Matt Ridley has a new article in The Times, called Spare me the selfishness of the eco-toffs. I appreciate that Matt Ridley may not have chosen the title, but I suspect I’m not alone in finding an article criticising eco-toffs, written by a Viscount, a little ironic. The Times article is paywalled, but it appears that the full article is here.
I’ve been rather critical of Matt Ridley in the past, so will keep this short. In all honesty, I’d be quite keen if Matt Ridley actually stopped making the kinds of silly mistakes he seems to make. He clearly has a voice and I’d rather that what he said was credible, rather than nonsensical. I guess that may, however, weaken his preferred narrative, and so I probably shouldn’t hold my breath.
In this most recent article Matt Ridley focuses on the newly released IPCC report. I thought I might highlight a couple of aspects of what Matt Ridley has said that seem to indicate a very significant misunderstanding of what the report is really saying. One thing he mentions is
But when you cut through the spin, what the IPCC is actually saying is that there is a range of possibilities, from no net harm at all (scenario RCP2.6) through two middling scenarios to one where gathering harm from mid century culminates in potentially dire consequences by 2100 (scenario RCP8.5).
Let’s make something very clear. The RCP’s are Representative Concentration Pathways. They are simply four possible future anthropogenic greenhouse gas emission pathways. They’re meant to bracket the range of possible emission pathways. We’ll almost certainly not exactly follow one of these particular pathways. They’re also not possible in some kind of probabilistic sense; we’re not going to randomly follow one of these pathways. Ignoring major changes in the carbon cycle, we get to decide which of these pathways we want to follow.
Of course, if we do follow a low emission pathway, the resulting warming will be lower than if we follow a high emission pathway. That’s kind of the point. We’re meant to consider the range of warming associated with each emission pathway and use that to inform policy. Implying that we may, by chance, follow a low emission pathway seems nonsensical. I guess it is possible that something magical will happen in the coming decades, that will allow us to switch easily from fossil fuels to some other energy source. I’d argue, though, that that is more likely if we actual try to do so, than if we simply hope that we’ll do so.
Matt Ridley goes on to say
So let’s focus on the two middle scenarios, known as RCP4.5 and RCP6. In these more realistic projections, if you use the latest and best estimates of the climate’s “sensitivity” to carbon dioxide (somewhat lower than the out-of-date ones still used by the IPCC), the most probable outcome is that world will be respectively just 0.8 and 1.2 degrees Celsius warmer than today by the last two decades of this century.
Firstly, his latest and best estimates of climate sensitivity largely refers to the results from energy budget estimates preferred by Nic Lewis (and some others). Although there is nothing fundamentally wrong with these estimates, there are reasons why they might be regarded as lower limits, rather than somehow more accurate than other methods. Also out-of-date is Matt Ridley’s own construct, not a view held by actual experts.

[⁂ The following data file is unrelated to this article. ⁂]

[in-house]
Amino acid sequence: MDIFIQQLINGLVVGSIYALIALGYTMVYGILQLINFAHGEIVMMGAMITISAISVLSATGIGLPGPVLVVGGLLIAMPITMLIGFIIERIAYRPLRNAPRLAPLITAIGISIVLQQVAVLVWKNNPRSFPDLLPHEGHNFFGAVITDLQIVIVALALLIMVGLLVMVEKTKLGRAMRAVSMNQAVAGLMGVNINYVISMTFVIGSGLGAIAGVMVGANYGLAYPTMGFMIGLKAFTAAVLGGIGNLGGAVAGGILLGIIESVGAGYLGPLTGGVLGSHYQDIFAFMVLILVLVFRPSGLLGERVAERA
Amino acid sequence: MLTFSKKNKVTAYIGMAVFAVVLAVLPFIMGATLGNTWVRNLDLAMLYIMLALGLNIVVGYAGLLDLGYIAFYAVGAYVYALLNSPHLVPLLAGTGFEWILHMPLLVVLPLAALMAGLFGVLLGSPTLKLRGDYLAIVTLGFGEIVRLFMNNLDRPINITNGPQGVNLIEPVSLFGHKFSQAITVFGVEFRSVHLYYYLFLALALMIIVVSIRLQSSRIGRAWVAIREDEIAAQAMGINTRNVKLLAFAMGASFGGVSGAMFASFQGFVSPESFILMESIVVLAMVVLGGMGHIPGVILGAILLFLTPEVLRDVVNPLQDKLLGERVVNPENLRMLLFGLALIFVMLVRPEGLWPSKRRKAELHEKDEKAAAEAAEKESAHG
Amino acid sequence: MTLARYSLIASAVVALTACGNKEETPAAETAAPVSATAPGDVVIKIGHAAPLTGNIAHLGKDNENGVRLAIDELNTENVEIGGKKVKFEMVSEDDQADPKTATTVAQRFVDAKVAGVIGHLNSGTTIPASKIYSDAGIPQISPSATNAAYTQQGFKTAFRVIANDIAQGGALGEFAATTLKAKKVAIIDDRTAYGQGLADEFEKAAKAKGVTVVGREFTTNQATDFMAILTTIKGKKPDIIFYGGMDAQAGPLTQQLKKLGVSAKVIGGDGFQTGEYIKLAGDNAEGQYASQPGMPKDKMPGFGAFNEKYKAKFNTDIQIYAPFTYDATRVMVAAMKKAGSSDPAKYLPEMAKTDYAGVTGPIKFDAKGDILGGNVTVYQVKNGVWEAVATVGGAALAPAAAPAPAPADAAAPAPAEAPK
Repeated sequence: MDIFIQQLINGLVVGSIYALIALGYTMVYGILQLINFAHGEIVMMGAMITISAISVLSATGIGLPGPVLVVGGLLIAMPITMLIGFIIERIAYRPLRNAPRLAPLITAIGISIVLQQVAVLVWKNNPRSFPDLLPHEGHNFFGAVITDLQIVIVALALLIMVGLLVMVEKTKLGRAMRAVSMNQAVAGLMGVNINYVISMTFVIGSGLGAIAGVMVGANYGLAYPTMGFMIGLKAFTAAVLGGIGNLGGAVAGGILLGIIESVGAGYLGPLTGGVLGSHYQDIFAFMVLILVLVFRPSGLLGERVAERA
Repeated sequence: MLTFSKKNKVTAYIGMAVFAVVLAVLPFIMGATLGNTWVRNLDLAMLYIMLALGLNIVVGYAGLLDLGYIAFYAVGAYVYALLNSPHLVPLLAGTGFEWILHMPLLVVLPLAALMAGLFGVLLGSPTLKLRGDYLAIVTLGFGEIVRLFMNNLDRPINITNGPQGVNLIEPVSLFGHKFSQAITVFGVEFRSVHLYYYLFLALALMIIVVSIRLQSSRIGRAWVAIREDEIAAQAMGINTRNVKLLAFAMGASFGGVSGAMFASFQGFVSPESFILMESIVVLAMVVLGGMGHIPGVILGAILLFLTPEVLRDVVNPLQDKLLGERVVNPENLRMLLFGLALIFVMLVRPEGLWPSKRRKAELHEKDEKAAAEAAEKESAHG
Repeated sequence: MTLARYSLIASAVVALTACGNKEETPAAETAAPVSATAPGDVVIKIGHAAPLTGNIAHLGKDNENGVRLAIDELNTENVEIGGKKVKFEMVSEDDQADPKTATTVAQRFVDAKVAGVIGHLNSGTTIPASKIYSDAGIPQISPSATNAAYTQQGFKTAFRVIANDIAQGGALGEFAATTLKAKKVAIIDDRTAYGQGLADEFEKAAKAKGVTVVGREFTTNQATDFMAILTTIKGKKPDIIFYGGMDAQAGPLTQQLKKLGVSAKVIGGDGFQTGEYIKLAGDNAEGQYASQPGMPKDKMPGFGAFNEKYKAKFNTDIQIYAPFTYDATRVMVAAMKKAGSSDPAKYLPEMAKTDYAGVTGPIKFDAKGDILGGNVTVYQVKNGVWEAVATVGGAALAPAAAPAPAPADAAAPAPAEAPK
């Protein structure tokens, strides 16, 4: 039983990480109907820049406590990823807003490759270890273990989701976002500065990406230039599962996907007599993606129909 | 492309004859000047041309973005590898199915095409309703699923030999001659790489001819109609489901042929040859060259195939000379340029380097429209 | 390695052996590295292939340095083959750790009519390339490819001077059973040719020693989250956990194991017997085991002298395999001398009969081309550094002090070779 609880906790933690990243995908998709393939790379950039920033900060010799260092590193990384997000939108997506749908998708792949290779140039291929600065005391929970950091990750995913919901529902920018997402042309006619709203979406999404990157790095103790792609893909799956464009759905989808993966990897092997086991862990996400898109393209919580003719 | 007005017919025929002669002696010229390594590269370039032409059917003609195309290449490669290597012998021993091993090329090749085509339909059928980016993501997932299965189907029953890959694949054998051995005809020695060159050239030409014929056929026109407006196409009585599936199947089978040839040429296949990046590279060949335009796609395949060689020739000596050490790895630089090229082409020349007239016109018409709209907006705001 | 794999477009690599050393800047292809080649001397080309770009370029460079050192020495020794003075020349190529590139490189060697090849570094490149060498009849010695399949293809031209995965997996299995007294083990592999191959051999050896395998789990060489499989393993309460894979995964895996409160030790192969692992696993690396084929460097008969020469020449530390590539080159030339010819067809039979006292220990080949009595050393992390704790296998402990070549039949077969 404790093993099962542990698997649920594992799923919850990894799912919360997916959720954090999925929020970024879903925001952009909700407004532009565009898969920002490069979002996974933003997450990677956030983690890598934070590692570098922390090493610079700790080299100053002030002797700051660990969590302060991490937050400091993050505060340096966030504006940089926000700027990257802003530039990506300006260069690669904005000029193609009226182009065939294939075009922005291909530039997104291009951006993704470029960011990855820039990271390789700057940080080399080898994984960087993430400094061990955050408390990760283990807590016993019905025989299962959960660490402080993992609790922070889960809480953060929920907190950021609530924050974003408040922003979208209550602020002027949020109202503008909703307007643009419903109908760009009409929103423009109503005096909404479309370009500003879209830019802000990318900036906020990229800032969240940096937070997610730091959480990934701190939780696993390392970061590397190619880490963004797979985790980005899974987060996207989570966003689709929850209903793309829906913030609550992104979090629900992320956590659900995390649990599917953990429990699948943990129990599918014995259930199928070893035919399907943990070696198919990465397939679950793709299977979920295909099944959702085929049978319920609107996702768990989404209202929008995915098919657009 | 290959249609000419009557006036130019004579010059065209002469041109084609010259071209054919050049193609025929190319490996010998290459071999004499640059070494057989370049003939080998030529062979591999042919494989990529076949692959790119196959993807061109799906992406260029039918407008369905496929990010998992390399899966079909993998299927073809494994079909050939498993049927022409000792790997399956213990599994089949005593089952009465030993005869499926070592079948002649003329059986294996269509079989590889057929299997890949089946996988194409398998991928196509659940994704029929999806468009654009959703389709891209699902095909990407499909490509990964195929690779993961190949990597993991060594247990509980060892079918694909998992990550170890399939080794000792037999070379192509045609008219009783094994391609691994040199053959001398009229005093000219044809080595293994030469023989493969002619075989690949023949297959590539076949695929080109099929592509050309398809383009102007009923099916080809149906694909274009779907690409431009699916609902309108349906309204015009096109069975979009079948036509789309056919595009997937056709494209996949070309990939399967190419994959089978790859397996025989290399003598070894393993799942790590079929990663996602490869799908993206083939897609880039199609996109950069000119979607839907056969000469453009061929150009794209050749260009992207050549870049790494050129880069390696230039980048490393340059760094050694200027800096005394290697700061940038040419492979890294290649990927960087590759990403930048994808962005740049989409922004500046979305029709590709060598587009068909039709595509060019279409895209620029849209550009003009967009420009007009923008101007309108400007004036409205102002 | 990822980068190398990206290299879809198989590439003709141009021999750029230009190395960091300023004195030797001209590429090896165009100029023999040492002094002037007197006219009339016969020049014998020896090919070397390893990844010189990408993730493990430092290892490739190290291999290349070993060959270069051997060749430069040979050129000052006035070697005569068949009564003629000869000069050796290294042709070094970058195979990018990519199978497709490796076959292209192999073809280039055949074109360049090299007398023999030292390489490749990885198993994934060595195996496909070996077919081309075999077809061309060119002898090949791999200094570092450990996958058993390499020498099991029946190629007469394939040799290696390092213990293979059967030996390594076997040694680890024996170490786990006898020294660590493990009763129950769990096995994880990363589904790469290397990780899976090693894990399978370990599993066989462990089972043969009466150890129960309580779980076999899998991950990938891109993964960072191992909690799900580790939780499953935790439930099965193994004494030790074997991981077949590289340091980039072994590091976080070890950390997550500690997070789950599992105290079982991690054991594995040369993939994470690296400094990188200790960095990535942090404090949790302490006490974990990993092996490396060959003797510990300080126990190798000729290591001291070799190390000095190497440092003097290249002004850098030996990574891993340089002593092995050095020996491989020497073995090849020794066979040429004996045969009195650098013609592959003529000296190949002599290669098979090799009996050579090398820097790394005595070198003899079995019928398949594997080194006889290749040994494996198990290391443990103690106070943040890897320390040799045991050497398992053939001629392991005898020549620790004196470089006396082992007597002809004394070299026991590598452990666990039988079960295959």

Matt Ridley is actually correct that if his preferred estimates are correct, then the best estimate from these methods would suggest about 1.2oC by 2100 (relative to today). However, you shouldn’t really consider what Matt Ridley calls the best estimate a particularly likely outcome. Typically it’s the median of the distribution, which means that there is a 50% chance that the actual value will be higher/lower than this best estimate. Therefore, even his preferred method suggest that we could have between 0.9 and 2.9oC of warming, relative to today for RCP6.0 (or, about between 2oC and 4cC relative to pre-industrial times).
So, even using Matt Ridley’s preferred method (which suggests a lower climate sensitivity than other methods) we’re almost guaranteed – if we follow an RCP6.0 emissions pathway – to have more than 2oc of warming by 2100. Maybe Matt Ridley thinks differently to me (I really hope so) but climate policy isn’t some kind of bet; we aren’t gambling on a precise value for climate sensitivity. Climate policy should, in my view, be some kind of risk analysis. How do we balance minimising the risks associated with climate change, with the risks/costs associated with minimising these risks? Choosing to follow an emissions pathway that is almost certain to result in more than 2oC of warming, doesn’t seem particularly sensible.
I must admit, that I’m starting to tire of critiquing things that people like Matt Ridley say. They seem quite comfortable repeating this type of stuff despite people regularly pointing out their errors. If Matt Ridley really thinks that we shouldn’t be too concerned about following an RCP6.0 emissions pathway, maybe he could at least acknowledge that this could lead to much more warming than his articles suggest. If he can’t, or won’t, do this, then I would argue he’s neither rational nor honest.